Stars of Political Cartooning – Vaughn Shoemaker
Each day this month I will be profiling a notable political cartoonist. Since the choices are vast, I’ve decided to slim the numbers down a bit and eliminate living cartoonists. Perhaps I will do a current political cartoon stars in the future.
Here‘s an archive of the artists mentioned already.
Today we look at a cartoonist who created the character “John Q. Public.”
Vaughn Shoemaker was born in 1902, and by the age of 22, he was the head cartoonist for the Chicago Daily News, a position he would hold for almost thirty years before moving on to various other papers before his retirement in 1972.
Shoemaker used very clean lines, and was a favorite of many of his fellow cartoonists, including Herb Block.
Here’s one of his early cartoons, where we see Shoemaker harken back to the days of Nast and Tammany Hall, in discussing New York Democrats…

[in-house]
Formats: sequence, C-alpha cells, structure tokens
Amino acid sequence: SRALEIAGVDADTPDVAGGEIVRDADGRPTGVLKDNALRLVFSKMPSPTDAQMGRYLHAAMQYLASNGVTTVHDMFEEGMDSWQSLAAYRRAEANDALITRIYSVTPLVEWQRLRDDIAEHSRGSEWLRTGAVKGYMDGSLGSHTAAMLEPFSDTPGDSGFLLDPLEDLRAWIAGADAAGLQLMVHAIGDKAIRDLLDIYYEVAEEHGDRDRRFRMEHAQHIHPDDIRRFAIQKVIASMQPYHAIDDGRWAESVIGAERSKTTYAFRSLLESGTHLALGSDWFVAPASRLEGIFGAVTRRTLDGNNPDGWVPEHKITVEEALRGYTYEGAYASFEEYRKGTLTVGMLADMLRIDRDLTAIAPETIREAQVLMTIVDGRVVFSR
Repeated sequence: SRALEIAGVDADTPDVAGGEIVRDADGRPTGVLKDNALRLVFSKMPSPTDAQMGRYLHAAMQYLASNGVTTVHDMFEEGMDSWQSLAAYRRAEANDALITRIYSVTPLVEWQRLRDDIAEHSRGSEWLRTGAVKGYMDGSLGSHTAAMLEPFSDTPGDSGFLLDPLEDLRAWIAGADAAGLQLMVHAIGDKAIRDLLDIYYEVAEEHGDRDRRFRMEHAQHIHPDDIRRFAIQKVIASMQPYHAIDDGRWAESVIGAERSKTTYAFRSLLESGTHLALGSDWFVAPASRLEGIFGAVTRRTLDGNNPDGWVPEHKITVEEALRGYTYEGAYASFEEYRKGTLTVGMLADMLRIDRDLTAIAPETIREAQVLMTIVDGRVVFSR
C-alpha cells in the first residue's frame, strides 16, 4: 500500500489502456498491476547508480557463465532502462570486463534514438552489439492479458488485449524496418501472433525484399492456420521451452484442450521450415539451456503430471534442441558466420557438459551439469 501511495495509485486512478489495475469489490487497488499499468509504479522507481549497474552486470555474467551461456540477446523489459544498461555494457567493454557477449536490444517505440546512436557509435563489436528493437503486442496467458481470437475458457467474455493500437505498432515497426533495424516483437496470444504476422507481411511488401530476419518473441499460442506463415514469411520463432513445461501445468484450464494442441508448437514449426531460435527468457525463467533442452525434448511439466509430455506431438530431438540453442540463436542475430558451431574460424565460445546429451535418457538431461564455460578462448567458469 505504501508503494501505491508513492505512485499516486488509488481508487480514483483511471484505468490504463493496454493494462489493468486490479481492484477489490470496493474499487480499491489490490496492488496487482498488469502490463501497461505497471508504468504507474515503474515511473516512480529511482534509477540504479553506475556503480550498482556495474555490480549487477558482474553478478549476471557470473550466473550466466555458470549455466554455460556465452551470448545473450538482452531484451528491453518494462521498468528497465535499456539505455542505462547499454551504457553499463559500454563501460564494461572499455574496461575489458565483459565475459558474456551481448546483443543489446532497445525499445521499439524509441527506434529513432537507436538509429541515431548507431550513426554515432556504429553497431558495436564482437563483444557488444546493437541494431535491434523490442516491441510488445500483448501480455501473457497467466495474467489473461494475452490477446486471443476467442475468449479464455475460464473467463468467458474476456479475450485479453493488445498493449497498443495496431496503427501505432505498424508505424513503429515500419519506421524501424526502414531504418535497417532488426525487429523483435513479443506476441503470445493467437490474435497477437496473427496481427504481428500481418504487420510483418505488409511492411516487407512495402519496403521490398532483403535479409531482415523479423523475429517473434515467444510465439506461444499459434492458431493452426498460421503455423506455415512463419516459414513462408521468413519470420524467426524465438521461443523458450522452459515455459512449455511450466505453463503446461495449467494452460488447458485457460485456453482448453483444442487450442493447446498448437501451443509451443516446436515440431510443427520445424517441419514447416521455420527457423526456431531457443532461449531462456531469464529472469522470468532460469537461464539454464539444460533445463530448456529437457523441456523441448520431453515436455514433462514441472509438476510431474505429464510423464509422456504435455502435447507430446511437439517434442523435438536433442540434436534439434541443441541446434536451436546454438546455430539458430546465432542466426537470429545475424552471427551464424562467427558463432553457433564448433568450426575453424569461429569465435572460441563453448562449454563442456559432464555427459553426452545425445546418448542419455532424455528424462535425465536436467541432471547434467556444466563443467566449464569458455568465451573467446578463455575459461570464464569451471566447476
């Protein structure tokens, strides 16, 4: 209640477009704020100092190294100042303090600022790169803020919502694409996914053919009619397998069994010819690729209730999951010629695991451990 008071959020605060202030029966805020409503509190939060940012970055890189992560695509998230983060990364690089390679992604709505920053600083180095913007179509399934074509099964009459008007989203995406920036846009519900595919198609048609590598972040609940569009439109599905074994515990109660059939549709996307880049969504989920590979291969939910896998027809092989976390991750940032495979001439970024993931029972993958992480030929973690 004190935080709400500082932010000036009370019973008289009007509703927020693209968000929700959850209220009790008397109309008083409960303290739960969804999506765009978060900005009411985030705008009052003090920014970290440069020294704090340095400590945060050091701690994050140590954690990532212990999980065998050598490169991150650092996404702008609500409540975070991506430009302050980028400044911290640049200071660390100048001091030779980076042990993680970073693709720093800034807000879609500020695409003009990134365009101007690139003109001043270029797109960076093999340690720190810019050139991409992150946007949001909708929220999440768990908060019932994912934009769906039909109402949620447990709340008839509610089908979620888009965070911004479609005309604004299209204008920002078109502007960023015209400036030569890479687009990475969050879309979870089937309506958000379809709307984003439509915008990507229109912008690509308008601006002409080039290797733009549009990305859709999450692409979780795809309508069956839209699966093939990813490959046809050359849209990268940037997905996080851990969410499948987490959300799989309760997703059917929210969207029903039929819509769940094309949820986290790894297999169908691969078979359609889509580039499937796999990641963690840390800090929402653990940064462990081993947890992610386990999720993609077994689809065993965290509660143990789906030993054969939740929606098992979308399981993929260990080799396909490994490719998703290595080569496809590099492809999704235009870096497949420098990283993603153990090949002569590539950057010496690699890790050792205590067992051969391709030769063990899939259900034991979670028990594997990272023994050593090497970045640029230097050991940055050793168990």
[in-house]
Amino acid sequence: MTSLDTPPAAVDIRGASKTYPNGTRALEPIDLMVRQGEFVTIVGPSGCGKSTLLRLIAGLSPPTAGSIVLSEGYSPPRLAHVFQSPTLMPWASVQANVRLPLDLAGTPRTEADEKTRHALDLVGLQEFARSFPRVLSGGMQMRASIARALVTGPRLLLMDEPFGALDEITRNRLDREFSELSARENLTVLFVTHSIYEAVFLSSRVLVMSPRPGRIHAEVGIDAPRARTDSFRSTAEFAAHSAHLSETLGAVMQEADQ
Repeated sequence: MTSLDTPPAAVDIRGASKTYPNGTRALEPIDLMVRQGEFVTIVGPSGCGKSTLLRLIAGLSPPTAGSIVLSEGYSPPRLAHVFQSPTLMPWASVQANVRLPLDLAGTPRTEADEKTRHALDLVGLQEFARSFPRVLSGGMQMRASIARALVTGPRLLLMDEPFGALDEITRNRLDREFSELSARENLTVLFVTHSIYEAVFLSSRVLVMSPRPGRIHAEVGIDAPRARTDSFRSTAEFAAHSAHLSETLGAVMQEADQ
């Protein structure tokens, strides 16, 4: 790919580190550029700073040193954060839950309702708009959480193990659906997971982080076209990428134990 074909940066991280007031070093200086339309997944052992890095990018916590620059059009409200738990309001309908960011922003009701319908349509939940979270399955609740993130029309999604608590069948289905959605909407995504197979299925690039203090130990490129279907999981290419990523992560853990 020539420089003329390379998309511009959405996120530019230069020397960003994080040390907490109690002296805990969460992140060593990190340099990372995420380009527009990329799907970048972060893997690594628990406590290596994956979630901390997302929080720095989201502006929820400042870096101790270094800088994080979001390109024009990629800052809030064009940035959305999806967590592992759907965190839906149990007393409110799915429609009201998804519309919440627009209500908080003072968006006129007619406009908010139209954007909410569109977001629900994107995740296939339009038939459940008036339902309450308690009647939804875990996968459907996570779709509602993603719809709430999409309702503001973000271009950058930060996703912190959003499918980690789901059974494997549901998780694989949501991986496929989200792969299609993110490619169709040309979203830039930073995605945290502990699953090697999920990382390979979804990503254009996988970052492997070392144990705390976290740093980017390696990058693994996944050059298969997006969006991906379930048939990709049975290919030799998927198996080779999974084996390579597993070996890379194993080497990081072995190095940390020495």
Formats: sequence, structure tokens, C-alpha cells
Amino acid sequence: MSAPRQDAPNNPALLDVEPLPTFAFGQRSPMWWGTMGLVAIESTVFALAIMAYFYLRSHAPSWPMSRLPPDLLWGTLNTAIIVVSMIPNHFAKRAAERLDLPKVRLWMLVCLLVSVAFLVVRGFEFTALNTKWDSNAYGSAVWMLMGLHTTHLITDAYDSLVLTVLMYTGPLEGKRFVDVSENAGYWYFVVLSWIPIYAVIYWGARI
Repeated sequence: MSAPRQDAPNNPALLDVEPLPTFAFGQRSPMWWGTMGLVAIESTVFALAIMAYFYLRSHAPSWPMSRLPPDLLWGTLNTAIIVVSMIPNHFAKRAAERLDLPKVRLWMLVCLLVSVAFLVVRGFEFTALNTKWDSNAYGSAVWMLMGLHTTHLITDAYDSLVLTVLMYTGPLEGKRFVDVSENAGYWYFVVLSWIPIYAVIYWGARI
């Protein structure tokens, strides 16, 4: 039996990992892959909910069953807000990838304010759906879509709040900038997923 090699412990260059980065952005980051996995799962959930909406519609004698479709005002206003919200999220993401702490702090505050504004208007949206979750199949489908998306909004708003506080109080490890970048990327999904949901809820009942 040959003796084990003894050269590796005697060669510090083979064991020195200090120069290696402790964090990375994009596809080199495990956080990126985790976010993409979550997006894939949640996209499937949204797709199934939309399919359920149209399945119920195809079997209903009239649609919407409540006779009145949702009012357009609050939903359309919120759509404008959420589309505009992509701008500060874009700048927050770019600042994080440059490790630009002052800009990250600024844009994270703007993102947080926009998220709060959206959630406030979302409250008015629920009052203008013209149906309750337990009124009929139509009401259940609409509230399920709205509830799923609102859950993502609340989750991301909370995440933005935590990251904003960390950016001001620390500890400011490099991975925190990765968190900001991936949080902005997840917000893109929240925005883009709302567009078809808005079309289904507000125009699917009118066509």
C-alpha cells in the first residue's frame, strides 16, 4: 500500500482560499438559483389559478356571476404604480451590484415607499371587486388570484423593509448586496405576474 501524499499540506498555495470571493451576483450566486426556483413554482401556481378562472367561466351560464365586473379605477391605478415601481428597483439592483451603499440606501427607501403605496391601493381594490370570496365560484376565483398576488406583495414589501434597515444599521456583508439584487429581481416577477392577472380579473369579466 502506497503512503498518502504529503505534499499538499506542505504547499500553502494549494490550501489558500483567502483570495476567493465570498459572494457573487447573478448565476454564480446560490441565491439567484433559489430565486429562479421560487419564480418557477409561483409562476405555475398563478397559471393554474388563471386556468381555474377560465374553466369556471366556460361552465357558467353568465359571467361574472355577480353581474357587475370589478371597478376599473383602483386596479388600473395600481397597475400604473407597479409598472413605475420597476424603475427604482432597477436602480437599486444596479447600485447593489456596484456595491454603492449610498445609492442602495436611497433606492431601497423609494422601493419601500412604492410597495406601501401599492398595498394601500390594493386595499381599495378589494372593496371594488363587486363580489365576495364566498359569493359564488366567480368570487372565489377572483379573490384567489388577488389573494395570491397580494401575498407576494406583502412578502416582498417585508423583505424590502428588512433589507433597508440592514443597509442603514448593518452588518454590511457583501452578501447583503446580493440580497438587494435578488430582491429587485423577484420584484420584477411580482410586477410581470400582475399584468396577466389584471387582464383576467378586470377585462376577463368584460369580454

Early on in his career, Shoemaker developed a character named John Q. Public who worked as the personification of the typical US citizen. Many other cartoonists took this idea, as well, and the name soon became synonymous with “average US citizen.”
Shoemaker was highly critical of Hitler, as these cartoons show…
I particularly enjoy the one about how the Nazi leaders did not look like the Aryan “supermen” that they wanted of the German race.
Shoemaker was not initially a Democrat supporter, but like many, he got behind FDR…
Here he shows FDR stewarding the ship during war…
And here is a cartoon arguing for the drafting of young men for the war efforts.
Here is a neat cartoon he did late in career showing what problems Vietnam was causing LBJ….
Shoemaker was a devout Christian, and he claimed to kneel and pray before beginning every cartoon.
Shoemaker died in 1991.